Do I really care about the latest marketing campaign that XYZ Credit Union is doing? “Have you seen the video on YouTube by GenY Star? It would make the perfect national marketing campaign,” bleets many of the social media sheep in the credit union industry.
Do you know why most credit union CEO’s don’t blog and aren’t on Twitter? Because nothing important happens in the credit union blogosphere. Yeah, we all get to network, see what each other are doing, and maybe catch a pearl of wisdom here and there. But the bottom line is the important stuff, the game changing stuff, is never really talked about online. Changes to the member business lending cap. That’s a game changer. A partnership developed between FSCC, CUSC, PSCU, Fidelity, etc that enables all credit unions to become shared branches automatically. That’s a game changer.
I’ll bet we could fill an airplane with all the people in the credit union social media space. Literally. What would happen if that plane went down? Nothing. That’s right, nothing. Now imagine filling that plane with the CEO’s of the credit union leagues, trade associations, CUSO’s, and credit unions. We would have a catastrophe. Innovation would be ground to a halt. The real partnerships and collaborations that were happening, albeit on a small scale, would cease.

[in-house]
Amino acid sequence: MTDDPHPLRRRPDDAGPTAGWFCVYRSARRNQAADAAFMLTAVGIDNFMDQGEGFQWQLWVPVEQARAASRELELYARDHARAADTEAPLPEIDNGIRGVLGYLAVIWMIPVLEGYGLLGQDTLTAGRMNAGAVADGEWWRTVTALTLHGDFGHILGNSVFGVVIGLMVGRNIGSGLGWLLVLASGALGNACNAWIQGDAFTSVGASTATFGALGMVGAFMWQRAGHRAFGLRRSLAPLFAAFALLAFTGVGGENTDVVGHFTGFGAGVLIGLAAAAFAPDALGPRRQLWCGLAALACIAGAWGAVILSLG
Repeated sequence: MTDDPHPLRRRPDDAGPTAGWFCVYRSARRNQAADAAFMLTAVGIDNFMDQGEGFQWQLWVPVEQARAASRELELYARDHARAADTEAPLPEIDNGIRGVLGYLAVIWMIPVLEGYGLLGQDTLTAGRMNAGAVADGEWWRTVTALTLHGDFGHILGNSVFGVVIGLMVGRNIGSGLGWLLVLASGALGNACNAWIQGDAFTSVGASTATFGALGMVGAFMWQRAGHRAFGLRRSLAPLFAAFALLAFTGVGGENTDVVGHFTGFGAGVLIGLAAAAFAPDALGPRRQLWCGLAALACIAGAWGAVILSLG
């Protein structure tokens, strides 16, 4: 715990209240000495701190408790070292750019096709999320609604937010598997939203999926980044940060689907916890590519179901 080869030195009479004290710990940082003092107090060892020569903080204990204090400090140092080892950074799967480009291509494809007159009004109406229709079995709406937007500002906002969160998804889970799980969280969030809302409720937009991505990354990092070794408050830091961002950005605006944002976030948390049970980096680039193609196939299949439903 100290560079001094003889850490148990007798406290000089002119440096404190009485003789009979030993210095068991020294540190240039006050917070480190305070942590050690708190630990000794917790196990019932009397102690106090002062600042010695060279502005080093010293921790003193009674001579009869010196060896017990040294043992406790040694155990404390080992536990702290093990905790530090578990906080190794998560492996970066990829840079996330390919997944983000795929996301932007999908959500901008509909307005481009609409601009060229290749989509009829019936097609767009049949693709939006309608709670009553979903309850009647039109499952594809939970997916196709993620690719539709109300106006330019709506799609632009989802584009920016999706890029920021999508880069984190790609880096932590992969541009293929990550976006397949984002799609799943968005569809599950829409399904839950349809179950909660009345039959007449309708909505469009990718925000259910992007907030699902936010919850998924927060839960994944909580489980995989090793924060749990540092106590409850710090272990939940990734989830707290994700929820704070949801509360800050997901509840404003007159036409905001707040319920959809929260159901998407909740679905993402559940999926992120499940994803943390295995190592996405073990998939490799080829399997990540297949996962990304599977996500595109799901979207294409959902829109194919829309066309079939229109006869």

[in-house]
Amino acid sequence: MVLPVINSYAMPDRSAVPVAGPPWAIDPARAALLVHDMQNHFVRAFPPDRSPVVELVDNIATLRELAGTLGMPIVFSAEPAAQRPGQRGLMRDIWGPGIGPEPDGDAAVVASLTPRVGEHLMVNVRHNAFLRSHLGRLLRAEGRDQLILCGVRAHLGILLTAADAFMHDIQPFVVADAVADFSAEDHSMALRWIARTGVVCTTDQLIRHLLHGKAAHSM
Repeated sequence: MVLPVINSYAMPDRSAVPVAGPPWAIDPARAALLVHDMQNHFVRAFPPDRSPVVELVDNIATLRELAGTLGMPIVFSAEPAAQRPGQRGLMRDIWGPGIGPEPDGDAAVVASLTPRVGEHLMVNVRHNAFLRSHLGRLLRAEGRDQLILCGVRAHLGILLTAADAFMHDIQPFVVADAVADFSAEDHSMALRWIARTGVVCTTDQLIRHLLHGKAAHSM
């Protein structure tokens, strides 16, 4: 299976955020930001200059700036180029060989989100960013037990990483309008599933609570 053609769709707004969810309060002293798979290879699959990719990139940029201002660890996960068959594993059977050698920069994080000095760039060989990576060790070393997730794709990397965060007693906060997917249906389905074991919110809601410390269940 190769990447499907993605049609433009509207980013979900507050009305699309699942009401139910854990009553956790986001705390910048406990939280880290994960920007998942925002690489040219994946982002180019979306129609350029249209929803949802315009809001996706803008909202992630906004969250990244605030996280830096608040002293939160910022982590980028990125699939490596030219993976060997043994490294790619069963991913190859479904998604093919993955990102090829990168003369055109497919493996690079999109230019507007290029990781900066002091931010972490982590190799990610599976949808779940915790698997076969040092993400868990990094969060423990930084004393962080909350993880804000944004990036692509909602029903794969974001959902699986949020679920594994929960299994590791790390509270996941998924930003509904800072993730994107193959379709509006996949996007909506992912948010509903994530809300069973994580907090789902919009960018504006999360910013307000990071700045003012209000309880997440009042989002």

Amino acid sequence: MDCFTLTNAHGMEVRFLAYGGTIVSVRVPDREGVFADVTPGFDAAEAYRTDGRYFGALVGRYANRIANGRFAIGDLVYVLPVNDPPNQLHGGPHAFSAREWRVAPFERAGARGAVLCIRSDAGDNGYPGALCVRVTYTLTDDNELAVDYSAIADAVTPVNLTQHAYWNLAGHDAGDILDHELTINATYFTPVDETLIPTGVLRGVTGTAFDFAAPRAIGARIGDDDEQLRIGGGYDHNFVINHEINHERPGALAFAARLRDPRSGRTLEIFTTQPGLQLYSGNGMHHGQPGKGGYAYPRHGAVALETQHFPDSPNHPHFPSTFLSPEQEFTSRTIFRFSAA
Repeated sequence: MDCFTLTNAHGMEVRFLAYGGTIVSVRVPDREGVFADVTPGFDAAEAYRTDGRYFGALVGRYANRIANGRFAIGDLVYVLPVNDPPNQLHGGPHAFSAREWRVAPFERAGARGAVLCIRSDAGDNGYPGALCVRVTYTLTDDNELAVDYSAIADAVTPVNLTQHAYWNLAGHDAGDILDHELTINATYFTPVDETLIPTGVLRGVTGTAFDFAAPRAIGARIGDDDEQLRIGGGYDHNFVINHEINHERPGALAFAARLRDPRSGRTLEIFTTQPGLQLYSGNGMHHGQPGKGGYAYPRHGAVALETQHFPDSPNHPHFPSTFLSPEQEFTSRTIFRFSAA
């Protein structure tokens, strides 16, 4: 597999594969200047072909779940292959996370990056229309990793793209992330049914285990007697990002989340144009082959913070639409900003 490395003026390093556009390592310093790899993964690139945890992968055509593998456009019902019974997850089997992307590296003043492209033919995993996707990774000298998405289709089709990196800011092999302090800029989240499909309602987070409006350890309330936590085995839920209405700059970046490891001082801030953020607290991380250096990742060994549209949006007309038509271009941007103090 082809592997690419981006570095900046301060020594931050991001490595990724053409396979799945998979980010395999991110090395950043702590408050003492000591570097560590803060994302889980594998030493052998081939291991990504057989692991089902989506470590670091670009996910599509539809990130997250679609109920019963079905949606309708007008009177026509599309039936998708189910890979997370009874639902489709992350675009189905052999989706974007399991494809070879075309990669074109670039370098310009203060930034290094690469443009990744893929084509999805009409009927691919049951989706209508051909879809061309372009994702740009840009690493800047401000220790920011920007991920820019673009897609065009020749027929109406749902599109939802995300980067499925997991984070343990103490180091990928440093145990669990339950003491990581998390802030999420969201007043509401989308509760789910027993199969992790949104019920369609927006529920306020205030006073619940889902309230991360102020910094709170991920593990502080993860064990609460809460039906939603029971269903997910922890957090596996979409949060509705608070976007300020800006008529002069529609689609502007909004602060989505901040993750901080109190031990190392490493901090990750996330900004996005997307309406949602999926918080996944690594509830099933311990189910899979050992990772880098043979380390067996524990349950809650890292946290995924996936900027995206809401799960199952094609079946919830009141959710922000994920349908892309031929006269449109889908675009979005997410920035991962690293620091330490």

Tim McAlpine recent wrote on the CUES blog about using social media to advanced your career. And he is 100% right. Social media can help to get your name out there. But we in the social media blogosphere need a greater goal than getting 500 twitter followers or blog subscribers. Trey Reeme and I recently had a conversation about this issue of social media being disconnected from the important things in the industry. Daily life at a credit union isn’t glamorous and fun. It is trying to find a way to help a teller do a process 1 minute faster. It is about finding a better checking product to match up with the maturity of your credit card portfolio. It is about patterning with neighborhood credit unions to form a multi-owned business CUSO to get around an individual credit union’s business lending cap because a.) business loans are profitable and b.) members need them.
If a flood was coming to the credit union industry, would you be invited onto Noah’s Ark to weather the storm? Right now, I wouldn’t be. And I’m not going to stop fighting for the credit union industry until I am.